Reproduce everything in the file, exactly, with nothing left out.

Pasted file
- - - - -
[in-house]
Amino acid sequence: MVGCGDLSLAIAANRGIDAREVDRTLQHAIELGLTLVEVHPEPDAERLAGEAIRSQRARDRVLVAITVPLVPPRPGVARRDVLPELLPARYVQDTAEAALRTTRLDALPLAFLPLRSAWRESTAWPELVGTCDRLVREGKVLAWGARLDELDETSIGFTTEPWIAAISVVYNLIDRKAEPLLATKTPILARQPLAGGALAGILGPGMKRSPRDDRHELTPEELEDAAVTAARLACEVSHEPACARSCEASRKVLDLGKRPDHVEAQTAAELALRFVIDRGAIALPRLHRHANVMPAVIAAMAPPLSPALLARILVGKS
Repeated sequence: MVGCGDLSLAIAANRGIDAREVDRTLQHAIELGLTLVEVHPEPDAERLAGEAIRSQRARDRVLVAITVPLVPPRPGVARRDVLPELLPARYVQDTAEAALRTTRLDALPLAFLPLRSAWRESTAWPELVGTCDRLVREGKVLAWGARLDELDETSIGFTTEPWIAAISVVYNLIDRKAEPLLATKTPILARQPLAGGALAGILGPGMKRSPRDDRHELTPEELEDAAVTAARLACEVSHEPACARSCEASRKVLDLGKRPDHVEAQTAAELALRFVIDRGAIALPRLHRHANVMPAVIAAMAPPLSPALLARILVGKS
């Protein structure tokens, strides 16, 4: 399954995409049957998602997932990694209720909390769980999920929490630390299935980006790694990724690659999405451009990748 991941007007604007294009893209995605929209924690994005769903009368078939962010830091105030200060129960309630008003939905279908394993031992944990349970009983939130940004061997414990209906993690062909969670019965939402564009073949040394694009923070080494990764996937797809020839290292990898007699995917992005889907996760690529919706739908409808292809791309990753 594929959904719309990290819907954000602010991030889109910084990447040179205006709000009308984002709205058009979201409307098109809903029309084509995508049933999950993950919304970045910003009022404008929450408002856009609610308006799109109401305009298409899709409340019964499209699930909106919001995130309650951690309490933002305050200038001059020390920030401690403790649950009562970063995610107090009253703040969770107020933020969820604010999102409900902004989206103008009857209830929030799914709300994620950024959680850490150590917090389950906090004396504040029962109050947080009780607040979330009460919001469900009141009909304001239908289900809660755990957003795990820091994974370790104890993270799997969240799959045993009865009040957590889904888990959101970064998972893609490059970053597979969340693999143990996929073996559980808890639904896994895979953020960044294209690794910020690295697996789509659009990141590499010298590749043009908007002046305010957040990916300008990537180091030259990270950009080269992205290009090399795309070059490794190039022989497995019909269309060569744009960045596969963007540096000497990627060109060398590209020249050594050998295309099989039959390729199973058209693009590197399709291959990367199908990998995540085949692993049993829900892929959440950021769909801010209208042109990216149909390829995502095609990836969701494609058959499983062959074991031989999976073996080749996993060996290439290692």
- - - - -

[in-house]
Amino acid sequence: MVGCGDLSLAIAANRGIDAREVDRTLQHAIELGLTLVEVHPEPDAERLAGEAIRSQRARDRVLVAITVPLVPPRPGVARRDVLPELLPARYVQDTAEAALRTTRLDALPLAFLPLRSAWRESTAWPELVGTCDRLVREGKVLAWGARLDELDETSIGFTTEPWIAAISVVYNLIDRKAEPLLATKTPILARQPLAGGALAGILGPGMKRSPRDDRHELTPEELEDAAVTAARLACEVSHEPACARSCEASRKVLDLGKRPDHVEAQTAAELALRFVIDRGAIALPRLHRHANVMPAVIAAMAPPLSPALLARILVGKS
Repeated sequence: MVGCGDLSLAIAANRGIDAREVDRTLQHAIELGLTLVEVHPEPDAERLAGEAIRSQRARDRVLVAITVPLVPPRPGVARRDVLPELLPARYVQDTAEAALRTTRLDALPLAFLPLRSAWRESTAWPELVGTCDRLVREGKVLAWGARLDELDETSIGFTTEPWIAAISVVYNLIDRKAEPLLATKTPILARQPLAGGALAGILGPGMKRSPRDDRHELTPEELEDAAVTAARLACEVSHEPACARSCEASRKVLDLGKRPDHVEAQTAAELALRFVIDRGAIALPRLHRHANVMPAVIAAMAPPLSPALLARILVGKS
């Protein structure tokens, strides 16, 4: 399954995409049957998602997932990694209720909390769980999920929490630390299935980006790694990724690659999405451009990748 991941007007604007294009893209995605929209924690994005769903009368078939962010830091105030200060129960309630008003939905279908394993031992944990349970009983939130940004061997414990209906993690062909969670019965939402564009073949040394694009923070080494990764996937797809020839290292990898007699995917992005889907996760690529919706739908409808292809791309990753 594929959904719309990290819907954000602010991030889109910084990447040179205006709000009308984002709205058009979201409307098109809903029309084509995508049933999950993950919304970045910003009022404008929450408002856009609610308006799109109401305009298409899709409340019964499209699930909106919001995130309650951690309490933002305050200038001059020390920030401690403790649950009562970063995610107090009253703040969770107020933020969820604010999102409900902004989206103008009857209830929030799914709300994620950024959680850490150590917090389950906090004396504040029962109050947080009780607040979330009460919001469900009141009909304001239908289900809660755990957003795990820091994974370790104890993270799997969240799959045993009865009040957590889904888990959101970064998972893609490059970053597979969340693999143990996929073996559980808890639904896994895979953020960044294209690794910020690295697996789509659009990141590499010298590749043009908007002046305010957040990916300008990537180091030259990270950009080269992205290009090399795309070059490794190039022989497995019909269309060569744009960045596969963007540096000497990627060109060398590209020249050594050998295309099989039959390729199973058209693009590197399709291959990367199908990998995540085949692993049993829900892929959440950021769909801010209208042109990216149909390829995502095609990836969701494609058959499983062959074991031989999976073996080749996993060996290439290692």